The topic of Childhood Sexual Abuse (CSA) remains a prevalent issue globally and despite the best efforts of welfare organisations, it would seem that as a society we are no closer to a resolution. CSA is a topic that is discussed in vague terms, but the real impact of CSA on the child is rarely divulged, except behind closed doors. This autoethnographic study traces the life and experiences of CSA of the author and how she used literature and writing as a coping mechanism. Using this powerful methodological tool, the author has been able to expose the implications of the sexual abuse and the use of writing as a place to hide and feel safe. The value of autoethnography is illuminated by demonstrating that poignant and potent data can be collected and then shared in a way that has more impact than other research methods. Second, the value of the researcher as the researched can be viewed as an authentic way of analysing difficult and taboo societal issues such as CSA, where hopefully the results can lead to more insightful and honest discussions about how to confront this problem.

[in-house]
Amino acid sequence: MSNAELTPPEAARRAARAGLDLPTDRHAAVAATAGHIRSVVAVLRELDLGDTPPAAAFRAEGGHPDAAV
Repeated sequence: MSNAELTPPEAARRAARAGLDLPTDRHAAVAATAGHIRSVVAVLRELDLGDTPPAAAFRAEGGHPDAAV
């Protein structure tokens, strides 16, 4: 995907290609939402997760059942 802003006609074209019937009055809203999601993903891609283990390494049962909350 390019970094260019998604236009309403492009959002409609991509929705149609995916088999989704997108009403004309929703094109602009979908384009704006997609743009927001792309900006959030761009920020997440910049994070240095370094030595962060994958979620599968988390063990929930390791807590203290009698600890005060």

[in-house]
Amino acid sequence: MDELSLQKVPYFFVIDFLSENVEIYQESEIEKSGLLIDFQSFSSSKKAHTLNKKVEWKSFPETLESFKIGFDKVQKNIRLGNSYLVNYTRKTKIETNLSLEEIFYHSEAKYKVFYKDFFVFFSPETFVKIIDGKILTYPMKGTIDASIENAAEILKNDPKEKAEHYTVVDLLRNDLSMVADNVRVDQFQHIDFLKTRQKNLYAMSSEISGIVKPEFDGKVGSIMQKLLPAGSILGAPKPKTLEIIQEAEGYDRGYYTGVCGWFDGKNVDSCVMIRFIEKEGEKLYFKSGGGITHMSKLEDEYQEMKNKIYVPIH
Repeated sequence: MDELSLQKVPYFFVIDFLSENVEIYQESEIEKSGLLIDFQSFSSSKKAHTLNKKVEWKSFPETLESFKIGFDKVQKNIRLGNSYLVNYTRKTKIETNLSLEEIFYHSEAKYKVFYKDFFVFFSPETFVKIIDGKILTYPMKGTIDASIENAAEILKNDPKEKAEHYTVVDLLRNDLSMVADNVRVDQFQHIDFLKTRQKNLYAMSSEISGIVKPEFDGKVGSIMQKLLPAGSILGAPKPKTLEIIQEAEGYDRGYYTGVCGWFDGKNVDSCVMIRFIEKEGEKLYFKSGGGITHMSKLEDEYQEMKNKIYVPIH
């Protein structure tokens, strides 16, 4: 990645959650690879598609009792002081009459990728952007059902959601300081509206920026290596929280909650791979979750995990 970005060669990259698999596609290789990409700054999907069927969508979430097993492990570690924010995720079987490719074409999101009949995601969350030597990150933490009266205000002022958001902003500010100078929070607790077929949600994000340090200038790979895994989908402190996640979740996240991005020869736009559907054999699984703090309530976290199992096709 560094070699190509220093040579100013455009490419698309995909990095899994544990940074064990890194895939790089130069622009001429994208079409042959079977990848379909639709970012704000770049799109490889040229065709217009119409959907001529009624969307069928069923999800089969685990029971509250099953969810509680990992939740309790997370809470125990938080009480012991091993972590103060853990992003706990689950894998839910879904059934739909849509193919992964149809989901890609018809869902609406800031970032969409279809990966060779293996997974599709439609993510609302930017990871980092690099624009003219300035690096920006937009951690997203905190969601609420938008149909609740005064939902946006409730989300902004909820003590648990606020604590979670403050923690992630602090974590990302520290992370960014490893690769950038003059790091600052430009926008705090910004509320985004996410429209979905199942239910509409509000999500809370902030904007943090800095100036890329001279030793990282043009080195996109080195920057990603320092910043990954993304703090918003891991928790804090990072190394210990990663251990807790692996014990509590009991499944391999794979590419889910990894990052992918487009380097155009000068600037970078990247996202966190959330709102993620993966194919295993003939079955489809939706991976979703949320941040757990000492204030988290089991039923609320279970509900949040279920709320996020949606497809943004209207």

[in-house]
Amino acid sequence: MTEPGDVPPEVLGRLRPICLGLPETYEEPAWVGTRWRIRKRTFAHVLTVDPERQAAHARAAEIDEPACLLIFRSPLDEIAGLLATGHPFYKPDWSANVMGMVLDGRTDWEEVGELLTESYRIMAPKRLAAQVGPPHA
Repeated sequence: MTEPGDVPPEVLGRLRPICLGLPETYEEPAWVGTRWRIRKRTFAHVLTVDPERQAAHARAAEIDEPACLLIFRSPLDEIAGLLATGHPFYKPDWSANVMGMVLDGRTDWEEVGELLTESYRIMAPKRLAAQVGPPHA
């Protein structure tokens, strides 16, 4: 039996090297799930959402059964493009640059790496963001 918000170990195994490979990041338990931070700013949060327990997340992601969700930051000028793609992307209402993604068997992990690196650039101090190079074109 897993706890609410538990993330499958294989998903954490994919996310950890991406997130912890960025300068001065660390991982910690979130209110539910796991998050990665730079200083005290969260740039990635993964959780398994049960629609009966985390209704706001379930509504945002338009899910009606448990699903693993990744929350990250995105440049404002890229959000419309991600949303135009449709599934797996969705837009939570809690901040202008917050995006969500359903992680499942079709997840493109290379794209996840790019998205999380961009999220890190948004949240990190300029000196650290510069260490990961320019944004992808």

Autoethnography, Evocative Autoethnography, Reflexivity, Childhood Sexual Abuse, Coping Mechanism, Literature, Poetry, Epiphany
I would like to acknowledge my supervisors, Associate Professor Jane Southcott and Dr Penny Round for their support. Jane and Penny, I can’t thank you enough for your ongoing support of this work. Your encouragement to continue this sometimes difficult writing process was often the inspiration and motivation I needed. I would also like to thank my children, for they are the reason I strive so hard to attain the greatest version of myself. Finally, I am thankful to young Karen for allowing the adult Karen to excavate the pain of our childhood to examine under a microscope for all the world to see. Your bravery and resilience has sustained me, but also motivated me to fight fiercely for the future of other children who face/d the same kind of childhood I did.
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Recommended APA Citation
Barley, K. D. (2020). Finding a Good Book to Live In: A Reflective Autoethnography on Childhood Sexual Abuse, Literature and the Epiphany. The Qualitative Report, 25(2), 487-503. https://doi.org/10.46743/2160-3715/2020.4283
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